But if the central bank is drawing pocket aces every time, the rest of the table is going to get crushed, no matter how they play.

...not if you keep having fresh money join the game every hand. That's the problem. There are far too many hedge funds out there that think: 'They've held on for three years, there's no way they can hold on for three years and a month!'

Then, shortly after HF1 leaves the game, HF2 comes in and says: 'They've held on for three years and a month, there's no way they can hold on for three years and two months!'

...all the way down...

Interesting experiment, but if they don't success they'll just make the Swiss look brilliant.

Uh, how do I sign up for the negative interest rates? -0.75% right? One way to maintain their peg (e.g. keep the kronor low) would be to lend me kronor very very long term at a fixed -0.75%, and I *promise* to go buy as many Euros and Dollars as I can with it, for the rest of my life.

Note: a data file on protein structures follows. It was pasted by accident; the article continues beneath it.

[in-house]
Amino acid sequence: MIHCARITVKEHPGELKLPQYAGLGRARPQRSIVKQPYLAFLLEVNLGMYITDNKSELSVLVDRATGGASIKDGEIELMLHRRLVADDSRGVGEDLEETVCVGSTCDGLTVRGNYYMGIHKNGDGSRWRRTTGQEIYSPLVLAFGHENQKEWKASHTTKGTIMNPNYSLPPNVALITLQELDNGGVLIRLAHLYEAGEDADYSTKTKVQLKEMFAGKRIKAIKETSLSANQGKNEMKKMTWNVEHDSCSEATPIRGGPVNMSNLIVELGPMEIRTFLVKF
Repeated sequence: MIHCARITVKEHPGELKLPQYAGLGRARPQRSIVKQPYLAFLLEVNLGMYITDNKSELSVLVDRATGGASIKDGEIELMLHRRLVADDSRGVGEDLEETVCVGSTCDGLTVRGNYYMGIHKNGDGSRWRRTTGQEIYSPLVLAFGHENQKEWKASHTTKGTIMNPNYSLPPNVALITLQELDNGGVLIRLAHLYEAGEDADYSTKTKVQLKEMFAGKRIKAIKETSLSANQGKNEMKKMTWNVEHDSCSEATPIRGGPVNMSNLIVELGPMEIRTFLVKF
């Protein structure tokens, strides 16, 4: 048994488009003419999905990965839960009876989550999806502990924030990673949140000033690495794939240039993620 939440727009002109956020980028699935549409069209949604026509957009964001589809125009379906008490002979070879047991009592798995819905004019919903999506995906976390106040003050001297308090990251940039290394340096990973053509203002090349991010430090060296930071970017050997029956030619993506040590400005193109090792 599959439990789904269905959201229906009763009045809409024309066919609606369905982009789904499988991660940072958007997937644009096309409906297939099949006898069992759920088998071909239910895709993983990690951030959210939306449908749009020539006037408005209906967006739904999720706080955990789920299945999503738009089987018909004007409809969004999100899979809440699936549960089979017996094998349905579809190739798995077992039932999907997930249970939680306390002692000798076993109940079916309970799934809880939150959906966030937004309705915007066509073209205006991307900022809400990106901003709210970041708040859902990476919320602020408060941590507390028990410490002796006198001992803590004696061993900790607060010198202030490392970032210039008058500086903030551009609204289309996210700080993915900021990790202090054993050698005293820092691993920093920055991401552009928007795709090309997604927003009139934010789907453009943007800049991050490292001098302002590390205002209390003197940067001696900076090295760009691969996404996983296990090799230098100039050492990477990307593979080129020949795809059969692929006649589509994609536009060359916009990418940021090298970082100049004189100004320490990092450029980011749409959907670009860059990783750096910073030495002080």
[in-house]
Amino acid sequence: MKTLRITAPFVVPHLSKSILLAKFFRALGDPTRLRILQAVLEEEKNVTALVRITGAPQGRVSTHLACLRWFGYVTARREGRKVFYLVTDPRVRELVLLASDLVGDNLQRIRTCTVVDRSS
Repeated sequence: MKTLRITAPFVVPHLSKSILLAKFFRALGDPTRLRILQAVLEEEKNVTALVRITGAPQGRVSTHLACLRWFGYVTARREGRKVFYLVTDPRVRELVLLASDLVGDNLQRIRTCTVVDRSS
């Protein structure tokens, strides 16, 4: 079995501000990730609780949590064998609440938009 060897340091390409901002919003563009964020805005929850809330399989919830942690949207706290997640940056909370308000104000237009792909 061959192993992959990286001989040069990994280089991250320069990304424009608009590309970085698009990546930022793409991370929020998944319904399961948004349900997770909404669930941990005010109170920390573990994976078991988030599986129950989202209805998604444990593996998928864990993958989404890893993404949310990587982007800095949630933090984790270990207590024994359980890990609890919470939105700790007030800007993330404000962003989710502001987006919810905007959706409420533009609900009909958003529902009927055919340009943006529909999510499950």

The real question is, can they hold down the value of their currency versus the Euro without stepping into the hyperinflation twilight zone - the one where they mail a large batch of Kronors to everybody on Earth....

What's the use of these pegs?

I'm wondering the same thing...if you are saying you are permanently pegged to the Euro, you are basically adopting the Euro.

I guess you can change your mind easier than Greece can.

Usually you do it to signal that you're not going to suddenly devalue/inflate your currency through poor monetary management, but Denmark's a rich country with good governance. Maybe it's just for stability purposes due to high trade flows.

When your economy is tied to exports to a single country/currency union, then letting your currency float up can have serious real effects on your industry. It's the reason China never let their currency go up against the dollar.